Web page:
Understanding Changing Climate Variables to Clarify Species’ Exposure and Responses to Changing Environments across North America

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Species across North America are being impacted by changing climate conditions. Plants and animals can respond to these changes in a variety of ways, including by shifting their geographic distributions. Determining whether or not observed biological changes, such as range shifts, are indeed the result of climate change is a key challenge facing natural resource managers and requires clarifying...

Species across North America are being impacted by changing climate conditions. Plants and animals can respond to these changes in a variety of ways, including by shifting their geographic distributions. Determining whether or not observed biological changes, such as range shifts, are indeed the result of climate change is a key challenge facing natural resource managers and requires clarifying which areas have experienced detectable and significant changes in climate variables (such as monthly mean temperature or extreme precipitation).

 

The objective of this study is to identify areas across North America that have (or have not) experienced detectable changes in ecologically-relevant climate variables. The overall goal of this work is to improve the quality and efficiency of scientific investigations into the effects of climate change on biodiversity by providing a means for scientists to focus their analyses on areas that are truly experiencing significant changes. Project researchers will compare documented cases of species range shifts with global climate models to determine whether range shifts were the result of natural climate variability, or were in response to a level of climate variability that exceeds what is considered normal.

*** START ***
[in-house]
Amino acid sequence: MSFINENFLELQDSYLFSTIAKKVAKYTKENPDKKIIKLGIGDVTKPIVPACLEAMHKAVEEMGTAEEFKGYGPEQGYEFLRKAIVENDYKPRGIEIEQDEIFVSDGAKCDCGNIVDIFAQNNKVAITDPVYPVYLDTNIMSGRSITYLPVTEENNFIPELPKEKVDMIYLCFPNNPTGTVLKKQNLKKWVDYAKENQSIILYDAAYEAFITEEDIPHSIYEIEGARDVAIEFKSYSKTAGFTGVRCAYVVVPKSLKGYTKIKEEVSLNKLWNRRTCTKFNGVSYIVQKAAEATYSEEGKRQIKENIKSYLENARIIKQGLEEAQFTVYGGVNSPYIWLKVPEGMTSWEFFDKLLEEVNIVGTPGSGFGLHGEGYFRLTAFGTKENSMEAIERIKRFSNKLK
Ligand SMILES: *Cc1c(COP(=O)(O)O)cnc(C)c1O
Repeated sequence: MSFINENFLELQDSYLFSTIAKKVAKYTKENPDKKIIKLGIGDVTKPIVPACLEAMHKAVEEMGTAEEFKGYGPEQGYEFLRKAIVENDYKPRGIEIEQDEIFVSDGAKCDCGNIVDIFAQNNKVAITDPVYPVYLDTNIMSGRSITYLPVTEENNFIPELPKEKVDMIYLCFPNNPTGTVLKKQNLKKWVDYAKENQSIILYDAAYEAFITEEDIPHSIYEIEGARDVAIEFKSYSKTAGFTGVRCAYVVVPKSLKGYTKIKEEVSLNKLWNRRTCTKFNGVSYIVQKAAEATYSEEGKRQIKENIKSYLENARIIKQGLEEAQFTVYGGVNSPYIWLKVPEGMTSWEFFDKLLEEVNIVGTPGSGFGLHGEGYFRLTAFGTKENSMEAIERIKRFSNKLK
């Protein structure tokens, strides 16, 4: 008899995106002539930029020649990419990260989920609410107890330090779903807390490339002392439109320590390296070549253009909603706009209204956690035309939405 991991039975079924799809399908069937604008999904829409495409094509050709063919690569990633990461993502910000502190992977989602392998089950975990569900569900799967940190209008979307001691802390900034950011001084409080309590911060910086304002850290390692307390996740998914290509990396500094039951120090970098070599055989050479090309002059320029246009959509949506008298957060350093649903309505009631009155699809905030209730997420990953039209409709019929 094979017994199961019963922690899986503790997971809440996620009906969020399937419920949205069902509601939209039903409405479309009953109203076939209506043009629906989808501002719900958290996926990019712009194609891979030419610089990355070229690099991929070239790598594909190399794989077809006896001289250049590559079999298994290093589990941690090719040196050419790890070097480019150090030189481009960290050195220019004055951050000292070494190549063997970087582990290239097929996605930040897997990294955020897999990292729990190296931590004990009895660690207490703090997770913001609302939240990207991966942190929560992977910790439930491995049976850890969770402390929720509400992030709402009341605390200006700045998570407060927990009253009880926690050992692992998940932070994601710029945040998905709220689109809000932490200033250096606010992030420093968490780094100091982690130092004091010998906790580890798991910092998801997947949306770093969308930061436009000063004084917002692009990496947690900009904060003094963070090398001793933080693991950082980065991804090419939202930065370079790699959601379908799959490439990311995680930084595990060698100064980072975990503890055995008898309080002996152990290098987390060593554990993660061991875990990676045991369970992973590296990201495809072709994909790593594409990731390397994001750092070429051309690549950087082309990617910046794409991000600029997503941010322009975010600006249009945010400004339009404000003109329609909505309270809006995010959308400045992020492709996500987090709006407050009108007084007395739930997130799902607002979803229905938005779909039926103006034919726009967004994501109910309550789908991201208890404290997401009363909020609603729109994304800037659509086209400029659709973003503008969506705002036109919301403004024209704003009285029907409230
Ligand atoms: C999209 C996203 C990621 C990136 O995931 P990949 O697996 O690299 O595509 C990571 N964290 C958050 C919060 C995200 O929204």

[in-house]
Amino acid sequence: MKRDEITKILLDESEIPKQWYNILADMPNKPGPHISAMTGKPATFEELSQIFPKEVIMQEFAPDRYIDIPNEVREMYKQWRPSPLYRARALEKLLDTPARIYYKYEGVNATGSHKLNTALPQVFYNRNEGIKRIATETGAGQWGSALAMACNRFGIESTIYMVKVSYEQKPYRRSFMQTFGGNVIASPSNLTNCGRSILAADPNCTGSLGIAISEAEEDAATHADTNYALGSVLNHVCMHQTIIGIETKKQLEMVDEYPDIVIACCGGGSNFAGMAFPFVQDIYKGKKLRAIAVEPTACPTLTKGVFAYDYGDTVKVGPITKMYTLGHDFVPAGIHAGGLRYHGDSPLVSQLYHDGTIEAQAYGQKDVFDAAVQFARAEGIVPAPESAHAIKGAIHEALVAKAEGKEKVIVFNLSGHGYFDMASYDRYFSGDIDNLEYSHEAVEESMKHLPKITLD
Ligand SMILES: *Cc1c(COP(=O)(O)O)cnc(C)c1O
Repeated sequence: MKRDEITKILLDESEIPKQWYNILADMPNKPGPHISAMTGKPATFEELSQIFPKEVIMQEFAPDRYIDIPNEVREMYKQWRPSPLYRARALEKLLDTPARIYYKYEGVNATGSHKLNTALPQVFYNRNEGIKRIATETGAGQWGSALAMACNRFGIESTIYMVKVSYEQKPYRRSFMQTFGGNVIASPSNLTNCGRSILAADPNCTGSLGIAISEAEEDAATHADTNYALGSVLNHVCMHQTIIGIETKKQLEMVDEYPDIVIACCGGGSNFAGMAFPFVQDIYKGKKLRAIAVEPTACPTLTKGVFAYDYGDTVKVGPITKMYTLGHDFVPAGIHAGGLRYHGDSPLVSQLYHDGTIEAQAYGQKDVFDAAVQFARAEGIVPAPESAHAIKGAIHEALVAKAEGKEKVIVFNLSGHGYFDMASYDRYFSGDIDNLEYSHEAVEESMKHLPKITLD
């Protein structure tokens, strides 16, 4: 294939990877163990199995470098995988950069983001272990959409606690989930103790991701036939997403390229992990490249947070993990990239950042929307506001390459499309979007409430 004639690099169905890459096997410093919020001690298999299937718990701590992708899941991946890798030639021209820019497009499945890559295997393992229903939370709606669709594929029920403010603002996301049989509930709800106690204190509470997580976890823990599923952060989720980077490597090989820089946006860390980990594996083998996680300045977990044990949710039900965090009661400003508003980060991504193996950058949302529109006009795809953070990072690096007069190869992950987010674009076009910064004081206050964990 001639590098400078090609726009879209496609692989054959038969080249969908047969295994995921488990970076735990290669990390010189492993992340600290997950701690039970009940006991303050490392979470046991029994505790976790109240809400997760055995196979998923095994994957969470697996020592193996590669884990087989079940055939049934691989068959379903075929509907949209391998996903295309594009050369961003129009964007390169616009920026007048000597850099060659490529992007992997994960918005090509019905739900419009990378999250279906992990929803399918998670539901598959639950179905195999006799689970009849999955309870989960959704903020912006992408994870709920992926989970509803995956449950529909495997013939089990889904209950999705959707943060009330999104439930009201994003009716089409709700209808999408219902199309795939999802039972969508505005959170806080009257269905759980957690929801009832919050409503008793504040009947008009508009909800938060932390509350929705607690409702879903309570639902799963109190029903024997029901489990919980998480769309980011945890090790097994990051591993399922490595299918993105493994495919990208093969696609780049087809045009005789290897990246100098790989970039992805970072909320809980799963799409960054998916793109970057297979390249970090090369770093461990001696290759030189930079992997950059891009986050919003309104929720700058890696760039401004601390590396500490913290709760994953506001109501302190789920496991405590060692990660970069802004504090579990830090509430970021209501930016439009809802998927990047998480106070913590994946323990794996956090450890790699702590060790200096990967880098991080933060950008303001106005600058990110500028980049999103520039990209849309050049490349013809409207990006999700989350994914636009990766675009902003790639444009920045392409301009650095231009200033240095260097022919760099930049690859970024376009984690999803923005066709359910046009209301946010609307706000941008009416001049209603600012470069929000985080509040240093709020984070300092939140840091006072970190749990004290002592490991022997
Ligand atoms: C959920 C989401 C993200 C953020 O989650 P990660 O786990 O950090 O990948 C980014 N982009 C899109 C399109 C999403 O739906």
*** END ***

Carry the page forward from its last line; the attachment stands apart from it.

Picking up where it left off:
This project will provide natural resource managers with information on why, when, how, and where plants and animals are moving in response to changing climate conditions. This study provides an opportunity to improve species status and trends assessments by reducing uncertainty about whether observed biological trends are responding to ecological changes outside of the range of natural variability. This science will help to inform management and conservation decisions concerning plant and animal populations and their ability to adapt to changing conditions.